From Lives of North American Birds by Kenn Kaufman:
Besides the thick bill that gives it its name, this tern has a relatively stocky build and broad wings. Typically seen in leisurely flight over marshes, hawking for insects in the air or swooping down to take prey from the water or the ground; unlike typical terns, rarely dives into water for fish. On the ground, walks better than most terns.
Nests mostly on beaches and islands. Reportedly used to nest more often in salt marshes, abandoned those sites because of human persecution.
Feeds on a wide variety of insets caught on the ground, in the air, or at the surface of the water. Also feeds on spiders, crabs, shrimp, mollusks, earthworms, small fish, frogs, etc. Forages by flying slowly into the wind, dipping to surface of land or water to pick up items, or by catching flying insects in the air. Sometimes forages while walking on the ground; rarely plunges into water.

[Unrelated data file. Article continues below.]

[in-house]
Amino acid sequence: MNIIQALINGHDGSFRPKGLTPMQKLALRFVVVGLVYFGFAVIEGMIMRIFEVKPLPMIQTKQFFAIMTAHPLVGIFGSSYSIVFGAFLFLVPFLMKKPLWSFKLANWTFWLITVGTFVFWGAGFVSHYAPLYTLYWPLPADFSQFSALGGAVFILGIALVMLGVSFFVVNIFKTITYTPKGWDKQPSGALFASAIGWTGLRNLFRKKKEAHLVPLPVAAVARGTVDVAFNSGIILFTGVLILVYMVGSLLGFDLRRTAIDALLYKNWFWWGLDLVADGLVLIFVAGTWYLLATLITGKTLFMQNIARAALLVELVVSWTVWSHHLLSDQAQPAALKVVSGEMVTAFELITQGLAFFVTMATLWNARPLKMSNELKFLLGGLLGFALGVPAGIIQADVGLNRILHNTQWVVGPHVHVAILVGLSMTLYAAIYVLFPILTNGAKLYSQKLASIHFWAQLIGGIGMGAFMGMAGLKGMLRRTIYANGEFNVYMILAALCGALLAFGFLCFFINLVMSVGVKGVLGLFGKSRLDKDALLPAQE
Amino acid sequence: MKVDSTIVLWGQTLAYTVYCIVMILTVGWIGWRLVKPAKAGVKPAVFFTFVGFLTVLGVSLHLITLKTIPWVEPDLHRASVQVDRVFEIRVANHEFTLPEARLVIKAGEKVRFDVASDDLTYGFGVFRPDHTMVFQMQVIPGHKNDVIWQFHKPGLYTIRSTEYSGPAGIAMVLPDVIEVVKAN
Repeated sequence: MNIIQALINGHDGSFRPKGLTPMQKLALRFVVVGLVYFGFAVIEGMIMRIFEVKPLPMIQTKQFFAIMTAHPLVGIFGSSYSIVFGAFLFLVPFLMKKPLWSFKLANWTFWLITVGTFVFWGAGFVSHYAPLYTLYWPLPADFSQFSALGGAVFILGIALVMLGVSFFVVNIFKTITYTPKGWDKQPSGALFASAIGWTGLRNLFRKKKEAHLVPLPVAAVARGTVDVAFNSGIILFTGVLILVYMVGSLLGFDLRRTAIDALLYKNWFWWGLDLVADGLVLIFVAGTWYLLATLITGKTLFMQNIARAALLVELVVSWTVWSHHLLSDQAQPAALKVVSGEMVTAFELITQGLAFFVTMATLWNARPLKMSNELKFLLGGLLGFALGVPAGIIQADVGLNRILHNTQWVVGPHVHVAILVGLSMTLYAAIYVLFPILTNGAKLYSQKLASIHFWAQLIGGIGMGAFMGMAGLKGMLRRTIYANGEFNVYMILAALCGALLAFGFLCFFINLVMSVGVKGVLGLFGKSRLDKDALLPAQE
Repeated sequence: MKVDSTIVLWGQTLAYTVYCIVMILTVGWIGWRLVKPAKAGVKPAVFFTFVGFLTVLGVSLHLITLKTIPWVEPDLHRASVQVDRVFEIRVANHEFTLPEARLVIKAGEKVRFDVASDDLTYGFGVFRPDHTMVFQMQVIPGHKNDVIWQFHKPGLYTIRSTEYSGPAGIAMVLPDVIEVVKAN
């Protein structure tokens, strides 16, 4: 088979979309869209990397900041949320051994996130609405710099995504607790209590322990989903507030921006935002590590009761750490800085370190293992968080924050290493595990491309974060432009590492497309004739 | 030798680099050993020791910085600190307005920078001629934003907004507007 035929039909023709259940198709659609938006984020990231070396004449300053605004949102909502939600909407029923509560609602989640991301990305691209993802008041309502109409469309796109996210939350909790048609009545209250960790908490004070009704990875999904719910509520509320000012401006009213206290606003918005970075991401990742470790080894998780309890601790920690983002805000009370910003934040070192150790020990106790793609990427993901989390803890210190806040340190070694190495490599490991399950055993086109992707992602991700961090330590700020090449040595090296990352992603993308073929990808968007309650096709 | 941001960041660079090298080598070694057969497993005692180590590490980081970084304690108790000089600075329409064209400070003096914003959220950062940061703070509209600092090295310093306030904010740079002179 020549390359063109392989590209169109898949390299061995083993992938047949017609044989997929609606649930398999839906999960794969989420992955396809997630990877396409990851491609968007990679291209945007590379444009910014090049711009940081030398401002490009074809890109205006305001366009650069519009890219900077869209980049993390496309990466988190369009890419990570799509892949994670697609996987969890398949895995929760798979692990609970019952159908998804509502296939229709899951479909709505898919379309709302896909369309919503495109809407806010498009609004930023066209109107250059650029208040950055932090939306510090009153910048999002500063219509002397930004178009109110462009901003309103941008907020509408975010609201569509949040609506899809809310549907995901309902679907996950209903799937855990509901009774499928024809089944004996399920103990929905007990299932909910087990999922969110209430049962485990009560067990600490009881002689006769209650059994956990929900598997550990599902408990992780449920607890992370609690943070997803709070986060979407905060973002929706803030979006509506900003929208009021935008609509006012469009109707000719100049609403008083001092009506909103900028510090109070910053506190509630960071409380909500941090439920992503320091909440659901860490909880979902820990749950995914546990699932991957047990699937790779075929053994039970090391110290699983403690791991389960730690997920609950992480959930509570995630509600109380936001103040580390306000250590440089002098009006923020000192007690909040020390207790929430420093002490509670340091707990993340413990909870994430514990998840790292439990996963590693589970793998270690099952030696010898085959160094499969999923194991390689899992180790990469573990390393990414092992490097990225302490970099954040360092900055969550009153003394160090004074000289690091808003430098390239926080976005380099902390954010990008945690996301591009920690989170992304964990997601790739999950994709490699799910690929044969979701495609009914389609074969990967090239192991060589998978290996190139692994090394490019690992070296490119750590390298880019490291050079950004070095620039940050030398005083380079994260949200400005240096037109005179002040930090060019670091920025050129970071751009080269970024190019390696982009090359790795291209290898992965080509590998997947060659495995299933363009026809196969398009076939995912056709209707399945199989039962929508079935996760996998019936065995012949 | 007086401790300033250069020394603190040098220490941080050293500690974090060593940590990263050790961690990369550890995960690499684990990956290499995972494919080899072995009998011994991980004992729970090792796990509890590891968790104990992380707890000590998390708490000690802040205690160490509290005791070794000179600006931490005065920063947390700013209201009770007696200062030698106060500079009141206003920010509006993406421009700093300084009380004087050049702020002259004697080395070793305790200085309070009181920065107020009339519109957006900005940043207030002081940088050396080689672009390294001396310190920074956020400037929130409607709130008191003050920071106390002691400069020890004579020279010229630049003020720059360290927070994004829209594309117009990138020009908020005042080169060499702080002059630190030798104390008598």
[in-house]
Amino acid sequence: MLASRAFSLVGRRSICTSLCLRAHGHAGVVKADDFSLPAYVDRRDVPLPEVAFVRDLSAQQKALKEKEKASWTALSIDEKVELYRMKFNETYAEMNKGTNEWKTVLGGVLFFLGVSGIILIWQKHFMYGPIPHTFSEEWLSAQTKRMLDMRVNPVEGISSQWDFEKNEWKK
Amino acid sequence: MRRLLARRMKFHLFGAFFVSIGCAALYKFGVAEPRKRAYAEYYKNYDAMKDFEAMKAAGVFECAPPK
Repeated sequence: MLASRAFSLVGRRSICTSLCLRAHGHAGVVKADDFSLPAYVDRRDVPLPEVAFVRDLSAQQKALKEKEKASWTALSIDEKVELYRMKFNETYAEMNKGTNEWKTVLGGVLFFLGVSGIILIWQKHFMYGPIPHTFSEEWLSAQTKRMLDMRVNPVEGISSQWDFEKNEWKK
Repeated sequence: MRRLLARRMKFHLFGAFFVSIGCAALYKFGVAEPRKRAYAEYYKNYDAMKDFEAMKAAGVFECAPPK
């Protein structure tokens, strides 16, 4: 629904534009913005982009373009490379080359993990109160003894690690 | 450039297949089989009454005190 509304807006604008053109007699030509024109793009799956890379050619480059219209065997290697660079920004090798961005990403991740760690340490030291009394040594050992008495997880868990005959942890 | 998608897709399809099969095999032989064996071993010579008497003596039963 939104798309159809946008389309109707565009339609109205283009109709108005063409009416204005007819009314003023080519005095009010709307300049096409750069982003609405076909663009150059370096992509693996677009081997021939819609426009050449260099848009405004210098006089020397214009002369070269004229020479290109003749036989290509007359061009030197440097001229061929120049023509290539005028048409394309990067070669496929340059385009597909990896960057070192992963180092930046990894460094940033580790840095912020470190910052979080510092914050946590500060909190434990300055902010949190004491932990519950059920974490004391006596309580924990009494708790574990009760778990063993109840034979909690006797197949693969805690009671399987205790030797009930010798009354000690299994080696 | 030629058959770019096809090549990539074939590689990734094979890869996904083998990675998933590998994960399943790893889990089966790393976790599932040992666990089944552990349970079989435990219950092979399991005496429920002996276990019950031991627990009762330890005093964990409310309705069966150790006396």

Gull-billed Terns are colonial breeders. Colonies are usually small, not as densely packed as those of many terns. The nest is on open ground. The nest (built by both sexes) is a shallow depression, often with rim of soil and the addition of some plant material and debris. Usually 2-3 eggs. Incubation is by both parents for 22-23 days. The young leave the nest a few days after hatching and move to dense plant cover if nearby. Age at first flight is 4-5 weeks. The young may remain with parents 3 months or more, beginning southward migration with them.
Mainly a summer resident in California and on Atlantic coast; some remain through winter on Gulf coast. Evidently far less numerous on the Atlantic coast today than it was historically. Human disturbance and loss of nesting sites among likely causes. Has begun nesting on rooftops in some Gulf coast areas.
Mark took these pictures at Estero Llano Grande.